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TODAY IN DENMARK

Today in Denmark: A roundup of the news on Thursday

Find out what's going on in Denmark today with The Local's short roundup of the news in less than five minutes.

Denmark welcomed significantly more little ones into the world in 2021 compared to the preceding year, according to a report.
Denmark welcomed significantly more little ones into the world in 2021 compared to the preceding year, according to a report. Photo by Lingchor on Unsplash

Government to present new plan for media funding 

A new budgeting plan for media including national broadcaster DR will be presented today by the minister for culture Ane Halsboe-Jørgensen.

One point of the plan will be to demand streaming services pay 5 percent of their turnover in Denmark as a “cultural contribution”, according to DR.

The government wants to spend the money on production of Danish media content by creating a larger public service pool and increased subsidies funding Danish films.

2021 was a baby boom year for Denmark

Last year was a busier one than usual at Danish maternity wards, DR writes.

All health authorities in Jutland and on Funen, as well as the Greater Copenhagen region, registered a significant increase in births compared to 2020.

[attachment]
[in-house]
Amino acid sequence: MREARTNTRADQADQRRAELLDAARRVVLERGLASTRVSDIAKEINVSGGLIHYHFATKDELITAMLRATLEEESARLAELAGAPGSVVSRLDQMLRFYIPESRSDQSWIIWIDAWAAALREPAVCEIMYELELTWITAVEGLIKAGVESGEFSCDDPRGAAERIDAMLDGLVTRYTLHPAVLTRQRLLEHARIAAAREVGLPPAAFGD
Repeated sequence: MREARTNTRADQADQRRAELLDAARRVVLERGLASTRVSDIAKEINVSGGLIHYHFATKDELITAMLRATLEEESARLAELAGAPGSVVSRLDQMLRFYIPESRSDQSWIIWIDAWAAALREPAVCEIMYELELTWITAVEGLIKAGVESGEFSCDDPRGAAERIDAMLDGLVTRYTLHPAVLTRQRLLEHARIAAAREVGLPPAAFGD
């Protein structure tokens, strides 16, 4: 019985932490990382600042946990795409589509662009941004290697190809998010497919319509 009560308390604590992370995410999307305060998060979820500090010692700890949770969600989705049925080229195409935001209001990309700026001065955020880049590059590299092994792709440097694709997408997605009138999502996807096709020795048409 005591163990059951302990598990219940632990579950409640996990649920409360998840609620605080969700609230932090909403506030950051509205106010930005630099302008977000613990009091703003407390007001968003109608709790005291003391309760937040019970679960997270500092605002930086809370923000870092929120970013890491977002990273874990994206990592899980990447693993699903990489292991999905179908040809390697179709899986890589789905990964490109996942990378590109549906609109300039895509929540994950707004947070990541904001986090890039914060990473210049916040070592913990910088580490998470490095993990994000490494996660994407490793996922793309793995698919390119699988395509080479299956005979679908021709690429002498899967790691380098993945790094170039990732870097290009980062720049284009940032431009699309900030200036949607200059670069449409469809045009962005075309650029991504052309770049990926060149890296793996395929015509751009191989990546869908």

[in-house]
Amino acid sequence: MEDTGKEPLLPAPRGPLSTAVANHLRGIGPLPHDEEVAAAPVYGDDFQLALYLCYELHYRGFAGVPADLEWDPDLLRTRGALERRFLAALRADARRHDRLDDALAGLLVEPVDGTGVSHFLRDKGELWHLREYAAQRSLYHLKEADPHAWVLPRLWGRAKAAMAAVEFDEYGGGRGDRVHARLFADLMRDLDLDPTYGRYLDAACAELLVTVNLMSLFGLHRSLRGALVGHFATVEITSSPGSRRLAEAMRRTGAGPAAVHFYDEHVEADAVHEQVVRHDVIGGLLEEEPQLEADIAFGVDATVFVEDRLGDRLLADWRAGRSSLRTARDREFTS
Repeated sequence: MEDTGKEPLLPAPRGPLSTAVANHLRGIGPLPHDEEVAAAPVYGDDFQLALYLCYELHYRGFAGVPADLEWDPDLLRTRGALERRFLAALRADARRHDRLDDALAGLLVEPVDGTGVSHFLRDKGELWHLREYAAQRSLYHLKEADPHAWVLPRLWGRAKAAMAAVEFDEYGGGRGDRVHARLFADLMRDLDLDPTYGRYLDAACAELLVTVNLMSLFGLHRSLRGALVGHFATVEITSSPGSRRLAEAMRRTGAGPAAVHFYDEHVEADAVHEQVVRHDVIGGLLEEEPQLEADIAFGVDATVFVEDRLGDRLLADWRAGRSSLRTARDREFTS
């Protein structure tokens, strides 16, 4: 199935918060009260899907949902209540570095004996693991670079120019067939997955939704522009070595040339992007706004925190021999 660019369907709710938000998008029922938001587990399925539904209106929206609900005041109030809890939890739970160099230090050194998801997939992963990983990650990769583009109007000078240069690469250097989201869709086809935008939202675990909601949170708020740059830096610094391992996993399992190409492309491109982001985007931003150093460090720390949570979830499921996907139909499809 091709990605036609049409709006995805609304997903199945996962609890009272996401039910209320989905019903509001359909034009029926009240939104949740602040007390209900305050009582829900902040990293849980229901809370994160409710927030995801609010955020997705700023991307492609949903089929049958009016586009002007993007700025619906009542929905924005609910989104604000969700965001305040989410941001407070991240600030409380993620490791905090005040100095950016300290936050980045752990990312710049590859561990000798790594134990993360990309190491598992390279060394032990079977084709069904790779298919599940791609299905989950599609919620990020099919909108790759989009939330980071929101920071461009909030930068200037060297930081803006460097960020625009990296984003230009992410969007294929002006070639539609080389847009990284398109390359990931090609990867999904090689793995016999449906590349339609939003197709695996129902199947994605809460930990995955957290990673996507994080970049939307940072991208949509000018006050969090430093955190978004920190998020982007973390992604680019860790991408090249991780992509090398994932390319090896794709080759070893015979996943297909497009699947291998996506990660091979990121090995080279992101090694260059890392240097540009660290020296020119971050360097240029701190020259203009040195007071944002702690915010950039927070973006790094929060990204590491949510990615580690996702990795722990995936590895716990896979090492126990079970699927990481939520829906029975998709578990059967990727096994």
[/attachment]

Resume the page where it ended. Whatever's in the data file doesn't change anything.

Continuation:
Kolding Hospital in southern Jutland is highlighted as an example: Kolding saw 3,622 more babies born in 2021 than in 2020. That increase – 8.4 percent – represents almost a full extra month of births, DR writes.

Transport minister in bother over CO2 report

The minister for transport Benny Engelbrecht will today face questions from parliamentary counterparts over figures relating to CO2 emissions in a government infrastructure plan.

Engelbrecht has been accused of withholding crucial information relating to the climate impact of major road projects in an agreement that was voted through with the help of other parties in 2021.

The issue was first reported by media Ingeniøren.

Verdict expected in trial over planned school shooting

A judgement is expected today in the trial of a man from North Jutland who is suspected of planning a series of shootings at schools across the north and central Jutland regions.

Charges were brought against the man in December. According to the charge sheet, he had already taken several concrete steps towards being able to carry out the shootings including gaining a firearms licence and a permit to store weapons in his home. He then acquired two pistols.

Should he be found guilty, a sentence is also expected to be pronounced today. The man has denied the charges.

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TODAY IN DENMARK

Today in Denmark: A roundup of the news on Thursday

Murder at a luxury Copenhagen hotel, changes to laws on Ukrainian refugees, and new Covid surveillance strategies are among the top news stories in Denmark this Thursday.

Today in Denmark: A roundup of the news on Thursday

Danish government wants to make Ukrainian refugee “start date” more flexible